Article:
Swappable Batteries: Tell Me Again Why Not?

The Ripperton bike I just posted about with the hot-swap batteries (15sec for a swap-out, bitches), has me all wound up about hot-swap batteries.  Tell me again, why doesn’t this make perfect sense?  Why isn’t this the main focus of every EV design being made?  I’m talking every, here, not just motorcycles.  Is it just too perfect?  Is that it?

Starting with the Ripperton bike and the racing applications, it adds the ability to have recharge pit stops, right?  Halfway through the race you can stop for 30sec, slap in a new pack and beat the crap outta that baby for the rest of the race, when you’re field is working on half-spent capacity and the voltage sag that it gives you.  Seems like game over, to me.  Beyond just the ability to add more distance to the race.

On my personal motorcycle, for a trail bike I can throw a pack into the truck and slap it in at the gravel pit or wherever I ride.  For my commuter I could have a pack with a 40-mile range and make my commute to work (30 miles), swap it out with a pack I have charging there, put it on the charger and I always have a fresh pack.  Same equation on a car.  Smaller pack option, make it a hot-swap.  With a car, you could even carry the thing in the trunk.  Want to double your range?  You got your junk in the trunk.  (Yes, I’m fully aware of the size and weight of a car pack, but still…  even just for emergency use?  How much would a 5-mile lithium pack weigh?  Not all that much…)

I’ve heard the downside of this from an infrastructure standpoint, where people are proposing the idea as a gas-station option.  Drive in, swap out your pack, drive away…  and one that really doesn’t work, at this point, anyway.  There are too many problems- different designs, the cost of the pack, etc.  But on an EV, how hard is it to make a hot-swap pack as opposed to a permanent pack?  I’d argue, not hard at all, since that’s exactly what I’m doing with the R5e2.  Who cares that it’s not universal?  I just want to be able to pull in, drop out my old pack, slap in a new pack and ride away.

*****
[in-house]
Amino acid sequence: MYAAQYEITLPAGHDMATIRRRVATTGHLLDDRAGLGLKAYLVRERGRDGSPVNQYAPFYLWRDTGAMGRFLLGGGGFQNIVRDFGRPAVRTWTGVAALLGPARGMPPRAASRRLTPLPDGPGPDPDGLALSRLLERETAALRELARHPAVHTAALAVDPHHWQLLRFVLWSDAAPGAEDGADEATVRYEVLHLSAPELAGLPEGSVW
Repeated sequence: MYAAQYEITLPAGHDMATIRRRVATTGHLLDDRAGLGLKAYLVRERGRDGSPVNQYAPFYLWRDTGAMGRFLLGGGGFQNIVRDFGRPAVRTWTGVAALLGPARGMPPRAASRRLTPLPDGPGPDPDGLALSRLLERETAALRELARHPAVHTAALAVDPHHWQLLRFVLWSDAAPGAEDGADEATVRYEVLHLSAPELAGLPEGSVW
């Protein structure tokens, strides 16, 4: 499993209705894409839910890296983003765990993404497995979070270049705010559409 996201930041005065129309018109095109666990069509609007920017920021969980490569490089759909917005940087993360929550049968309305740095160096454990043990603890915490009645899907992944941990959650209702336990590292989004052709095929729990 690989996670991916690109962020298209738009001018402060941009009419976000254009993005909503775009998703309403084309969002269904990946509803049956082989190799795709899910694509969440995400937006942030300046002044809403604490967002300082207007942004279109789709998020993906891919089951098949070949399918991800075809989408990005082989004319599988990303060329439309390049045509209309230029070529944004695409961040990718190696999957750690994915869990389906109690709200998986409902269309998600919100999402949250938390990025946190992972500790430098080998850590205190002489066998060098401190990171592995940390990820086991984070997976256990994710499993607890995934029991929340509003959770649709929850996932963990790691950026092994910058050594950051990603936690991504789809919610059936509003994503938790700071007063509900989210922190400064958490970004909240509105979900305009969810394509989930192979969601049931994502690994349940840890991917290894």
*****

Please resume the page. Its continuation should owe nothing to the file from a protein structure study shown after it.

The biggest single question I get is about range.  The second question is about recharge time.  This makes both of those questions go away.

Everybody’s an armchair designer, but Brammo, Zero, all you others?  Tell me again, why aren’t you thinking in terms of a hot-swap pack?  Why wasn’t this the idea from the very beginning?  Zero even offered one…  why isn’t it on all their bikes?  Enquiring minds want to know.  The past aside, though, I think it’s undeniably what we’re going to see in the future, because it truly is a game-changer.

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4 responses to “Swappable Batteries: Tell Me Again Why Not?

  1. structural rigidity would be a lot harder to design and is very important for commercial products which to be safe. Quick swap packs means less attachments holding the battery in, making it harder to contain in a crash. Also it would be pretty hard to sell someone on the idea having to stand on a table to remove the pack.

    Cost, is the biggest reason you dont see it. For every bike you sell you would have to have another battery made to swap out with the first. This means the MSRP will go so the manufacturer can cover the costs.

    I think it is important to make a pack removable in about 5 minutes and I am trying to do that with my build

  2. Not buying the cost argument. Modules = standardization = savings from production scale. If you have a full pack, then the buyer doesn’t necessarily need to buy a second, if you have small packs then it’s included in the purchase price and maybe the same price as one big module.

    Hell, they do it for power tools. Same business model.

  3. The packs are already standardized thou? All the enertia’s use six modules, All the Zero motorcycles use the same 18s battery modules, The Tesla Model S uses 14 standard 6s modules and the roadster used 11 I think. All of these battery designs are scalable to meet different vehicle needs.

    I think what you are saying is that instead of one large pack you want a production bike to have smaller swappable packs? This means you have less range, because you have to go home to swap batteries OR you have higher costs, because you have to pay for the service of being able to pick up a swappable pack somewhere. The large pack will be less complex and have more range more of the time.

    I’d rather pay more to higher tech batteries which meet quick charging needs. Could be cheaper, more consumer friendly and have more range than swappable packs. I dont know whats better, just what is being research and produced, maybe swappable packs just need to be explored more with people like Ripperton.

  4. Pingback: The Battery Module Project « The Electric Chronicles·

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